September 17, 2008
Culture: Bold Change at Box Office Should Reap Rewards for Crescent ; Classical
By JOHN SLIM'S AMATEUR THEATRE
It is good to see the spirit of optimism is alive and well at Birmingham's Crescent Theatre.
Although audiences last season were often by no means as large as could have been hoped, the city's leading amateur theatre has boldly extended its box office opening hours. Instead of being available from 4.30 pm to 7 pm for telephone callers and to 8 pm for patrons who arrive in person, it has taken another step towards the professional image that its shows habitually display - albeit too often with professionalism less apparent in the way it presents itself to the passing pedestrian - by announcing that tickets are now available between noon and 7pm (telephone) and noon and 8pm (personal callers).
This is excellent, coming as it does in readiness for the arrival of musical theatre companies that is customarily a feature of Crescent programming at this time of the year and just before the reopening of the Old Rep on September 30, following renovation of its bar and foyer.
The Old Rep, closed since February, will celebrate its return to the scene on October 2 with parties preceding three performances by the Young Rep of Play On, an adaptation of Twelfth Night. An early visitor, from October 21-25, will be BMOS Musical Theatre Company, with Fame the Musical.
Slightly further ahead, and having considered the Crescent, Circle Light Opera Company, the North Birmingham group, will be at Sutton Coldfield Town Hall with Calamity Jane from October 28 to November 1 - precisely the dates during which, as it happens, The Arcadians will be at the Crescent with The Boy Friend.
CLOC's decision followed doubts that some members expressed about being able to sell tickets for the Crescent - which rather prompts the question of how they have in the past coped with selling them for the Old Rep - but another factor was that the cost of hiring Sutton Town Hall was going to be considerably less than the price of hiring the Crescent.
But continuing Crescent loyalists in the pre-Christmas period are Midland Opera - formerly Midland Music Makers - who will be there with Carmen from November 4-8, and Tinkers Farm Opera, presenting The Grand Duke from November 18-22. Before either of these productions, Anything Goes will be on parade from October 1-4 with From The Top Theatre Company, whose association with the Crescent dates back only to 2004.
The Crescent is by no means short of shows between now and Christmas, as it celebrates ten years at Brindley place. Dick Barton, Special Agent, running until Saturday, is its season's pipe- opener, for a programme that includes two plays each from Switzerland, the USA, Russia and Ireland, plus one Spanish, one Argentinian and one Scottish. Oh, yes, and six English.
Next week will see a first visit from Bromsgrove theatre company All & Sundry with An Inspector Calls.
It all looks very promising. I hope that the new timings of the box office receive the response they deserve.
Although my brain cell has been straining every nerve and tissue, it has been unable to think of more than two plays in which a character uses a crutch or a walking stick, The most recent of these was Dudley Little Theatre's Murder on the Nile last week. The other, some little time ago, was Cat on a Hot Tin Roof - long enough ago for me to have forgotten which group presented it. And, my brain cell being what it is, the only reason I am still aware of these two plays is that in each case the injured character was holding his crutch or stick in the wrong hand.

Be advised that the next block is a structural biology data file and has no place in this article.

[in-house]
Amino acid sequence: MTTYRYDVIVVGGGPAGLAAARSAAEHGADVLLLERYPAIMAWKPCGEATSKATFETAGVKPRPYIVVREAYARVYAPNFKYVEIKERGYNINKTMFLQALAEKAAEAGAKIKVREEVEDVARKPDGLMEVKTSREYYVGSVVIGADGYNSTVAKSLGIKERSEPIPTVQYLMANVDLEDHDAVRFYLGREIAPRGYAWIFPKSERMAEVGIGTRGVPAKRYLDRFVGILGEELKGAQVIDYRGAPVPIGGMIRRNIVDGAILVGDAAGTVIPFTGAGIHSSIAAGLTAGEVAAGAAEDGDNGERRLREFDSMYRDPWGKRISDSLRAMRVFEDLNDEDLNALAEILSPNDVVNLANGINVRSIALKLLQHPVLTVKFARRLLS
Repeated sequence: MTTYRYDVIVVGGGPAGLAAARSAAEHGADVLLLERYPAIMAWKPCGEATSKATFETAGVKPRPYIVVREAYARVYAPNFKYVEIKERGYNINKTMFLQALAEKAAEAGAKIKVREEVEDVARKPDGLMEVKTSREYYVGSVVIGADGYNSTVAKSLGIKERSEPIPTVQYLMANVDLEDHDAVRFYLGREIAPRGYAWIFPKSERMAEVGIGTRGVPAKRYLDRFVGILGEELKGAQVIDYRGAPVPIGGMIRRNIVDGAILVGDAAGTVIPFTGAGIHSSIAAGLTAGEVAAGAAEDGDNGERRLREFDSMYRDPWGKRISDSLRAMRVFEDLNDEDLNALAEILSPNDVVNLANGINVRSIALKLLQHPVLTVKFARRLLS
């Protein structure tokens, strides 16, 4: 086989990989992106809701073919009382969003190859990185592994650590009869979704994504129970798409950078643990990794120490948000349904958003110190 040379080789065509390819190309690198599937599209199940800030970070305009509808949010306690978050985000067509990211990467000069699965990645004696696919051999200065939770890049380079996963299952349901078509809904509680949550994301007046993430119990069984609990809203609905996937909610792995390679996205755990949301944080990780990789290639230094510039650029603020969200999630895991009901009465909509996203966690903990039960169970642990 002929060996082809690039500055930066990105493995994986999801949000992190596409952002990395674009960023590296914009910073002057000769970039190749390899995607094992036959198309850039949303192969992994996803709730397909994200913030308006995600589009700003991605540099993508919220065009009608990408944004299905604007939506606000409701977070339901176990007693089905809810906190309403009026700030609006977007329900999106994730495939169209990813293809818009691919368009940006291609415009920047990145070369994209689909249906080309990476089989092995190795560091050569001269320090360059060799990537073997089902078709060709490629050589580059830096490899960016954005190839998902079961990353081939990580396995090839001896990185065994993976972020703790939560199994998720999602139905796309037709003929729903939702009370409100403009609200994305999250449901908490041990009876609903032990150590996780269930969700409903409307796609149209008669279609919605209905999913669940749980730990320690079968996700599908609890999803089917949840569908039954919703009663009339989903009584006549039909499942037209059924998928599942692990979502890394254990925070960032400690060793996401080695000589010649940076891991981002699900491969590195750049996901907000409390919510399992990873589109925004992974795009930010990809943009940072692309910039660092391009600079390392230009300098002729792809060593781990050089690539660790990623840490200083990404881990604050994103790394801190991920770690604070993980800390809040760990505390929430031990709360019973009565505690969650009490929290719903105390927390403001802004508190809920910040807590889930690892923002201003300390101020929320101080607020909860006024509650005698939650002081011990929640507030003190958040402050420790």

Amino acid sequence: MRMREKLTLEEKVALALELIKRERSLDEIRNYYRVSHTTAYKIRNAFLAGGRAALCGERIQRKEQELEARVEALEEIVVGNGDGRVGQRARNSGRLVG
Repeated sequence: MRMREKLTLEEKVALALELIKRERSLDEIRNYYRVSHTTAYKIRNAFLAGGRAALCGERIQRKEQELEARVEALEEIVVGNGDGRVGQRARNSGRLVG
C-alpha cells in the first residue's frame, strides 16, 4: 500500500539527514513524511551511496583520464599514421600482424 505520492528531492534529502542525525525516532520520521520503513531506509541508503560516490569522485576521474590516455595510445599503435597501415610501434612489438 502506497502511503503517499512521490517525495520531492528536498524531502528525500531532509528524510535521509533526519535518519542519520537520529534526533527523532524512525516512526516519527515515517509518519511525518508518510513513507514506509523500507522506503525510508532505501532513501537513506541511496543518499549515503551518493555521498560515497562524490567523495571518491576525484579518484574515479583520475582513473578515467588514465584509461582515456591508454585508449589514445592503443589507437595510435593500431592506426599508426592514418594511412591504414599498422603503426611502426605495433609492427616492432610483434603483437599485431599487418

The recommended procedure is to have it on the opposite side to the injured limb. It's something I learned before being let loose after a hip replacement last year - and I shall be very surprised if I find that the rule has changed when I report for another one in a week's time.
Directors should take note. After all, I am sure that the average audience is almost bound to contain patrons who know from personal experience what is supposed to happen. If they rose as one to complain that things were not ringing true, the person masterminding the mistaken exercise would not have a leg to stand on.
Highbury Little Theatre has lost a highly-regarded stalwart with the death of Jean Draycott at the age of 82.
She joined the Sutton Coldfield group in 1949 and had served on its council and board of trustees. In the early years, she was cast in various productions and latterly hers has been a happy and popular face as a member of the team responsible for the coffee bar.
Highbury chairman Steve Bowyer said: "Jean was always ready with helpful positive advice, given freely. She was always smiling or laughing, always encouraging, hard-working and loyal. It will be really hard, starting the new season without her larger-than-life presence."
Her funeral will be at 1pm tomorrow, at Holy Trinity C of E Church, Mill Street, Sutton Coldfield, and at 2pm at Sutton Coldfield Crematorium.
At 11.30pm on Tuesday last week, with half an hour to go before the day of the Big Bang that so excited the scientists but turned out to be the Big Nothing for the rest of us, a television programmer's impish inclinations rather caught me on the hop.
It was right at the end of an episode of Billy Connolly's tour of Australia and he had arrived at Ayres Rock, which is surrounded by the kind of vast area of barren nothingness that Australia does so well. And what were the words with which the Big Yin ended the film?
"It looks like the end of the world."
And so to bed.
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